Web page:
In many diseases, the development of fibrosis in muscle, or any tissue, is the result of a reactive, or faulty tissue repair process involving many factors.
In Duchenne, fibrosis is present in skeletal muscles at a very early age and is one of the major factors contributing to the loss of muscle strength and function. Fibrosis develops in Duchenne after multiple cycles of muscle degeneration (injury), inflammation, and regeneration (repair).
One of the factors involved in muscle healing and regeneration, and the eventual development of fibrosis, is connective tissue growth factor (CTGF). Potentially, blocking the action of CTGF with anti-connective tissue growth factor might reduce fibrosis (i.e., have an anti-fibrotic effect), preserving muscle structure, strength and function.
What does Idiopathic Pulmonary Fibrosis have to do with Duchenne?
Ideopathic Pulmonary Fibrosis (IPF) is a disease causing the tissues in the lungs to become stiff and fibrotic. Recently, FibroGen announced positive topline results from their Phase 2 randomized, double-blind, placebo controlled study of Pamrevlumab – an anti-connective tissue growth factor (anti-fibrotic) in IPF. CGTF is critical for the development of fibrosis in both IPF and in Duchenne.
While Duchenne and IPF are different diseases, the cellular mechanisms that promote fibrosis are the same, so it is reasonable to think that if Pamrevlumab worked in IPF, it might work in Duchenne. In addition, FibroGen’s recent press release suggested that Pamrevlumab has a good safety profile, critical to our thinking around benefit and risk.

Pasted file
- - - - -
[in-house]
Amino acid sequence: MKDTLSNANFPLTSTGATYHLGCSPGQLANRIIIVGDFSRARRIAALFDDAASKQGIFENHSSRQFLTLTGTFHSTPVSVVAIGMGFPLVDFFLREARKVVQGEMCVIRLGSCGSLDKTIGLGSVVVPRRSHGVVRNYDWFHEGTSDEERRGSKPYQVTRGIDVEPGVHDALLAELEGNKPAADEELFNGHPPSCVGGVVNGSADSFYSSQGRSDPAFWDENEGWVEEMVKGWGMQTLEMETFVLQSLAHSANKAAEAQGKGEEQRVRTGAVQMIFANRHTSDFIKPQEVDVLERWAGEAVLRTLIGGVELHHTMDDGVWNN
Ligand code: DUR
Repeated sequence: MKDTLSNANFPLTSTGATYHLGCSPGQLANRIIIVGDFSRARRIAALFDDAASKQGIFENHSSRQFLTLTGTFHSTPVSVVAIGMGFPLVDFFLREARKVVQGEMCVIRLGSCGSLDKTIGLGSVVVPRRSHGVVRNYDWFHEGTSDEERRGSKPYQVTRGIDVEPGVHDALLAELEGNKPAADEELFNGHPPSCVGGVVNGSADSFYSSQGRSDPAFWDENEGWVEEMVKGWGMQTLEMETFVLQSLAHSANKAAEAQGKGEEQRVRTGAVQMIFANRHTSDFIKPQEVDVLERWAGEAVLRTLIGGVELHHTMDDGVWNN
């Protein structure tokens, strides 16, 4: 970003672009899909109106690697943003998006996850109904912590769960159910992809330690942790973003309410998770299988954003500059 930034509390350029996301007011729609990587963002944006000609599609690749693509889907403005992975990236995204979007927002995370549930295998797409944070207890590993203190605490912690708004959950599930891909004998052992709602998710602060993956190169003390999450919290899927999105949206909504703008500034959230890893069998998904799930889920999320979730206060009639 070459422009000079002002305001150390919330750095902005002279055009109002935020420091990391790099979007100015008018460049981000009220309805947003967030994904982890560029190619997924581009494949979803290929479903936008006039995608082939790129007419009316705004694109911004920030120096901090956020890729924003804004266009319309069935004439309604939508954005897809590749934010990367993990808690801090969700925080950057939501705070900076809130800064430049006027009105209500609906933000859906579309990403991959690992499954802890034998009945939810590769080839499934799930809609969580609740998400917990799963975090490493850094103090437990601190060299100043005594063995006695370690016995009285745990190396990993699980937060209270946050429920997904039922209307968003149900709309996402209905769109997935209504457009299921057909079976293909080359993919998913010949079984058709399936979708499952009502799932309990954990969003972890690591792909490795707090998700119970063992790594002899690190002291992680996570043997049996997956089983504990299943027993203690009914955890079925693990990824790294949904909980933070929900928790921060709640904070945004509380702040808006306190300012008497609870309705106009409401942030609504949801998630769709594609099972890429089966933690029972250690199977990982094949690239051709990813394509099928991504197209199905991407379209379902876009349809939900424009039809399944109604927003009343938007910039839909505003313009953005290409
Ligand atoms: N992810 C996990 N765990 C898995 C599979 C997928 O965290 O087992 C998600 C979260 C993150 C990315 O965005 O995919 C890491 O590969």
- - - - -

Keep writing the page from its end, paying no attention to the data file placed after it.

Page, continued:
Pamrevlumab & Duchenne
This is good news for Duchenne. The FibroGen study, MissionDMD, a Phase 2, open label study for non-ambulatory patients, continues to recruit. Individuals enrolled in the study will receive 35mg/kg pamrevlumab (FG-3019) every two weeks, by IV infusion for up to 104 weeks. Click here for more information on trial criteria. Always discuss questions or your interest in trial participation directly with your care provider.
Positive news from another disease that develops fibrosis which limits the ability to breathe, has the potential to have a similar impact on fibrosis in Duchenne. And with luck, completion of the study and analysis will lead to one more piece of the puzzle, one more therapy we include in the combination of therapies that will End Duchenne.
FibroGen is an educational partner of PPMD.